What Is a Gateway
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What a Gateway Is and What It Does
"Internal" IP addresses in a LAN are exactly like internal phone extensions in an office phone system. You can use them to call out, but nobody can reach you directly from the outside. If someone calls the office and wants to talk to you, one of two things may happen: (1) the receptionist manually transfers the call to your extension, or (2) you have a special outside number which is mapped to your internal extension, so whoever dials the external number is automatically forwarded to your extension.
In a LAN, when you want to "call out" (communicate from your computer to an external computer, like an Internet host running a website) you go through a gateway. A gateway is a unique device on the network, because it is connected to two networks at the same time: Both internally, to your LAN, and externally, to the WAN. Just like the office phone system (the PBX itself) is connected both to the internal extensions in the office, and to the "real" outside phone lines of the office.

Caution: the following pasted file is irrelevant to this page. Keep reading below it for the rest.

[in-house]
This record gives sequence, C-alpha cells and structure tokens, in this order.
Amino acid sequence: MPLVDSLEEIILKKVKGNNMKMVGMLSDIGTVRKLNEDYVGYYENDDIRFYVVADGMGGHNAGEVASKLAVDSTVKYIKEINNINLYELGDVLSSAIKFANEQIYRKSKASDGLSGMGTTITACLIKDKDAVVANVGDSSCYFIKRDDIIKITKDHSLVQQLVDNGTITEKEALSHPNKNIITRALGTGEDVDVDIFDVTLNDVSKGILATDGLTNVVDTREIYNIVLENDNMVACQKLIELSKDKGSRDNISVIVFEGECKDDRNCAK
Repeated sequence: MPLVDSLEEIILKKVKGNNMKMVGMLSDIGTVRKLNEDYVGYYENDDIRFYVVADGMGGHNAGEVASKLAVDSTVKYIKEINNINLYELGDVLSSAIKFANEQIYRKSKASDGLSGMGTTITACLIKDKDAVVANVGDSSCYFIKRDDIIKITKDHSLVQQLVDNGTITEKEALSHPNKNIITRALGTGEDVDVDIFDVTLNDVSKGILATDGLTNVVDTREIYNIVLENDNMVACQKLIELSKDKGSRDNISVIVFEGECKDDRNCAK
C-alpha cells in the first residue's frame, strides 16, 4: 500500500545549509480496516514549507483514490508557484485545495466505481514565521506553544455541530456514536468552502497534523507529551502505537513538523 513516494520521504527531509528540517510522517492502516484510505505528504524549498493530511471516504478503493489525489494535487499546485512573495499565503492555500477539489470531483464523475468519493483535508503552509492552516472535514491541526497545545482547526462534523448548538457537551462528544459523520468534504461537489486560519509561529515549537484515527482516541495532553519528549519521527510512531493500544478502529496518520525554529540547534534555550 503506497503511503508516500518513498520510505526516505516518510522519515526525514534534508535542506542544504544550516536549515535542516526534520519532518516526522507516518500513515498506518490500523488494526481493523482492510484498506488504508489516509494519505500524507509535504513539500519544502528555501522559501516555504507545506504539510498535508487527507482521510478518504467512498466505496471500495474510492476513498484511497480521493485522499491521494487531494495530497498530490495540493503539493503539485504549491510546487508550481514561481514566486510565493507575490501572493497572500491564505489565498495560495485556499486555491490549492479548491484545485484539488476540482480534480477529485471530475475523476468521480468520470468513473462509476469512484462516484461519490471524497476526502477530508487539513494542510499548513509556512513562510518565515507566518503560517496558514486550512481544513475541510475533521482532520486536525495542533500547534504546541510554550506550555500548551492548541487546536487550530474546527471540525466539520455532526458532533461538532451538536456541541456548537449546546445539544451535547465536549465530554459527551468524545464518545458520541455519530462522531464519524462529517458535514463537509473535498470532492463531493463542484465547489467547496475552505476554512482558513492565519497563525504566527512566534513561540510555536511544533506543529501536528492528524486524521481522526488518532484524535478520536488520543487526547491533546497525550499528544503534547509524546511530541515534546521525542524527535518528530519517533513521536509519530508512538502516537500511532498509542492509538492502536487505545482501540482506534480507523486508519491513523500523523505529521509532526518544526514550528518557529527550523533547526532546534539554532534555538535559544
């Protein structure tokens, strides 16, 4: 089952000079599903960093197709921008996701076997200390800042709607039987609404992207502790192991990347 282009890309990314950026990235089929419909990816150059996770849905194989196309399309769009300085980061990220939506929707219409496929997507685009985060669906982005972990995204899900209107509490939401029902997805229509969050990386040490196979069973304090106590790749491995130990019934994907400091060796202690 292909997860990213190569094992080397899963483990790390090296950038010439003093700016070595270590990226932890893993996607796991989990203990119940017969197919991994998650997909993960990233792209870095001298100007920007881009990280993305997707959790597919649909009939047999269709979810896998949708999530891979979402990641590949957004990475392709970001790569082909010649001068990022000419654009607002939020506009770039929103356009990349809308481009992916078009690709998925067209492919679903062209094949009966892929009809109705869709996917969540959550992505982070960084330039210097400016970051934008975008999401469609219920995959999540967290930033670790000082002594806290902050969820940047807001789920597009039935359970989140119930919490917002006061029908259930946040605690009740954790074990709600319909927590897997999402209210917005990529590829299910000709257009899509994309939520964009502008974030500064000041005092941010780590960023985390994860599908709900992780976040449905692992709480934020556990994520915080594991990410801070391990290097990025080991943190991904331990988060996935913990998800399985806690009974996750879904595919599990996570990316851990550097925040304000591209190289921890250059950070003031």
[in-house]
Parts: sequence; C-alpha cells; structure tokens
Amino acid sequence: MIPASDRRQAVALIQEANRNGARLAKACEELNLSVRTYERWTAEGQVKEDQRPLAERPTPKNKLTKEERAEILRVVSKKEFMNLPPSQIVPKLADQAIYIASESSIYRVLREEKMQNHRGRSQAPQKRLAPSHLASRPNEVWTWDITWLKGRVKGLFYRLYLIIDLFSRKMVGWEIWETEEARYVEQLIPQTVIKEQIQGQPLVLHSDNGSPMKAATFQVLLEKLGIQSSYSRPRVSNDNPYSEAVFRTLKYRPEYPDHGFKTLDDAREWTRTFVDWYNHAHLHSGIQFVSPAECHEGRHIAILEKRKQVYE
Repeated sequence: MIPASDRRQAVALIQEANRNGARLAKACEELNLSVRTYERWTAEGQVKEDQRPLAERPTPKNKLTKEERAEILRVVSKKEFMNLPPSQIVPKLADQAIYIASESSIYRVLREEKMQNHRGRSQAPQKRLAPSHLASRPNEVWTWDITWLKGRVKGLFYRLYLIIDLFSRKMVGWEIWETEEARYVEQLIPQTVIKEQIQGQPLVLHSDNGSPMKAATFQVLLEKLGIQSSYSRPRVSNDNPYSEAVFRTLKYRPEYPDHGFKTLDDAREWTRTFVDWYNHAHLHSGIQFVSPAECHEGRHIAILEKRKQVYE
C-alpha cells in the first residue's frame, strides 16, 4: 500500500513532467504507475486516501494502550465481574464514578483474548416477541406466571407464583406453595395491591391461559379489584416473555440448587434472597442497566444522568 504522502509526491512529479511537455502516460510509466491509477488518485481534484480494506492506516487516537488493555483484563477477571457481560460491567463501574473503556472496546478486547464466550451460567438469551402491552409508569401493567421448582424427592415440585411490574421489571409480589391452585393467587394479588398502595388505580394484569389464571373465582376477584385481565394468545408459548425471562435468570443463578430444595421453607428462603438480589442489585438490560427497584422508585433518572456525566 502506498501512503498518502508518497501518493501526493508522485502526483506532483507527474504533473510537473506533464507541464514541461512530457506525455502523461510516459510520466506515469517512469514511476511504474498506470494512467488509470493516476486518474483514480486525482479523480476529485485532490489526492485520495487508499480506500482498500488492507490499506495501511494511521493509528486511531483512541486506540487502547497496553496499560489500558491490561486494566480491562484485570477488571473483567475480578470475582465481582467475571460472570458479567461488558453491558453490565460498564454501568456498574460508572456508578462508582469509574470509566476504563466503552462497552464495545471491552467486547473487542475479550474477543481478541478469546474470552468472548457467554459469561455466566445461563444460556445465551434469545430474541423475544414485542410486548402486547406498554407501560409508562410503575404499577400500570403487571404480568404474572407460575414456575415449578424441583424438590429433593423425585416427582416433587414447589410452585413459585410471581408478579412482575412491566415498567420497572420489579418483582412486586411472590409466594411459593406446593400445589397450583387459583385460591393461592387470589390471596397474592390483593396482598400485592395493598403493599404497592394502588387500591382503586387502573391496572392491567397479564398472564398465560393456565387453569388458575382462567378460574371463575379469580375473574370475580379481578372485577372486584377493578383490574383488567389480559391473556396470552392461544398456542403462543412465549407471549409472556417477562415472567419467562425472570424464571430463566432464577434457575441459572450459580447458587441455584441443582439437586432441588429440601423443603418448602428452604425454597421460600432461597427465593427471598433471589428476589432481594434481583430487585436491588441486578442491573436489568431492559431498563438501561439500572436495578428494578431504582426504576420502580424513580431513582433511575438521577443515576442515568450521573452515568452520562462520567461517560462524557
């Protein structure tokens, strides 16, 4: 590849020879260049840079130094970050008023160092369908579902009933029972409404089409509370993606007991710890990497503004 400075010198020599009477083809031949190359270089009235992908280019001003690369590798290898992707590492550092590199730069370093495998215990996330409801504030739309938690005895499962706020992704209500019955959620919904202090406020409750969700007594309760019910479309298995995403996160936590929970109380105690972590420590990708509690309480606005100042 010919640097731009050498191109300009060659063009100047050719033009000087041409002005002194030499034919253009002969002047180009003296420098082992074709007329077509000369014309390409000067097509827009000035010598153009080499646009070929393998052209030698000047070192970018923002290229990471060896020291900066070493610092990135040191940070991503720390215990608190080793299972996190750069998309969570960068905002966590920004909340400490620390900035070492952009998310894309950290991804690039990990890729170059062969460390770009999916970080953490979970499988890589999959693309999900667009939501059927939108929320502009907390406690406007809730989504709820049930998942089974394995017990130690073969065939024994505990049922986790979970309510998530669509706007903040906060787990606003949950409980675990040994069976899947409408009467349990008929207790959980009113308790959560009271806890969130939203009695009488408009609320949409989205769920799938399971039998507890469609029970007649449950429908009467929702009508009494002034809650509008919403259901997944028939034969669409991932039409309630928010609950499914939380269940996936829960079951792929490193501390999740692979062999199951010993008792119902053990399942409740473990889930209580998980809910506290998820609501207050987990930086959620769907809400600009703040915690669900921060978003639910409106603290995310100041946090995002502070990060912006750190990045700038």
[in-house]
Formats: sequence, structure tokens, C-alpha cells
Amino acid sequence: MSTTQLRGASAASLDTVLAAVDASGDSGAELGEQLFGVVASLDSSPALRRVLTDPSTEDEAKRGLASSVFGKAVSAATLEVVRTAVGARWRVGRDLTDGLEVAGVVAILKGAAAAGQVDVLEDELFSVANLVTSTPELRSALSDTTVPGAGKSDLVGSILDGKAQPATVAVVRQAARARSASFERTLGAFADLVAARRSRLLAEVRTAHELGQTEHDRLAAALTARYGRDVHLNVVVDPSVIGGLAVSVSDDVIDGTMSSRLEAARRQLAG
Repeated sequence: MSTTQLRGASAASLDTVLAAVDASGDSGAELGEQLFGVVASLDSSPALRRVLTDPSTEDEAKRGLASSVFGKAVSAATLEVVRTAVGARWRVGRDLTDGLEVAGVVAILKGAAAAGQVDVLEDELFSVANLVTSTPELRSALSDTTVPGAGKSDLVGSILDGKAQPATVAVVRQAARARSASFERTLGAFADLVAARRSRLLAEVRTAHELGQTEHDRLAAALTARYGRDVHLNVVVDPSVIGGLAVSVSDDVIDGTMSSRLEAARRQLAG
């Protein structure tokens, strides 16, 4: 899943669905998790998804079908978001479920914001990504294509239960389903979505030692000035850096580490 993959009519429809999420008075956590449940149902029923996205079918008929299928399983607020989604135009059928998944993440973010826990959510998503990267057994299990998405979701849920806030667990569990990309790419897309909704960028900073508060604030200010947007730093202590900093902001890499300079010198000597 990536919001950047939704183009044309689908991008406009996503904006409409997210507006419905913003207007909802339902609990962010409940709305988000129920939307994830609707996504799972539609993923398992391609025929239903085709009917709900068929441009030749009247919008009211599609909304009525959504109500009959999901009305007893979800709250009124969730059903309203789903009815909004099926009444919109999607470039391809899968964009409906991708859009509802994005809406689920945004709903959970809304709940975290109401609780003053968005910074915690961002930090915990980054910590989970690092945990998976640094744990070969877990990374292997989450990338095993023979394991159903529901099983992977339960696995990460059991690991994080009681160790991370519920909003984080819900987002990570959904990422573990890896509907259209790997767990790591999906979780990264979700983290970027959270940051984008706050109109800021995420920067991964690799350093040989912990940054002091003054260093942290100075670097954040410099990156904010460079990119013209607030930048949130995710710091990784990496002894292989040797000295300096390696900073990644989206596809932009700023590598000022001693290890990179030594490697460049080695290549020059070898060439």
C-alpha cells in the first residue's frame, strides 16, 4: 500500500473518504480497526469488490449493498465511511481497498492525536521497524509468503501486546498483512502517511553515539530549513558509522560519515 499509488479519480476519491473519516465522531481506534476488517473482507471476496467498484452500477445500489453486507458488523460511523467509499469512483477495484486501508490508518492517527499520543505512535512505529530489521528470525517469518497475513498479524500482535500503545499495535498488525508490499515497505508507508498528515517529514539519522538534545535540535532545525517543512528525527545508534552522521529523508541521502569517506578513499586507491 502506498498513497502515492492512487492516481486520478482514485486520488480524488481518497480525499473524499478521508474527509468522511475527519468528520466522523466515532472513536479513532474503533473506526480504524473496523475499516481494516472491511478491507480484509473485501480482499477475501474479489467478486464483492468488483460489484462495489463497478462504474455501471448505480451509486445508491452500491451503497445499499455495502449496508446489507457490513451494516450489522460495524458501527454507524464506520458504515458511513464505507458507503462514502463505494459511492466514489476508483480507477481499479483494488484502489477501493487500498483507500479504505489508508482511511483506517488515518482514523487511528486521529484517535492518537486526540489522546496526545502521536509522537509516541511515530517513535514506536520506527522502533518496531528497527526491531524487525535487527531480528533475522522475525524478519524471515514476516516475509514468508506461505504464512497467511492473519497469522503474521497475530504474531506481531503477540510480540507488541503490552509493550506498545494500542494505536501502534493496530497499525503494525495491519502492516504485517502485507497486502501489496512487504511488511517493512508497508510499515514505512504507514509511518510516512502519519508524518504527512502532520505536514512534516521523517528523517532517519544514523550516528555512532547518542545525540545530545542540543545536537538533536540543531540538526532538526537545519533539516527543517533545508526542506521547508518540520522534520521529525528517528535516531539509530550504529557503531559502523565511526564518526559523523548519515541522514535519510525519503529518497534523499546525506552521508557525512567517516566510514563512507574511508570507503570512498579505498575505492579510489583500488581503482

So, as can be seen above, a gateway has two addresses -- one on each network. And it can be very easily used for making an outbound connection. But -- what happens when you want to make an inbound connection?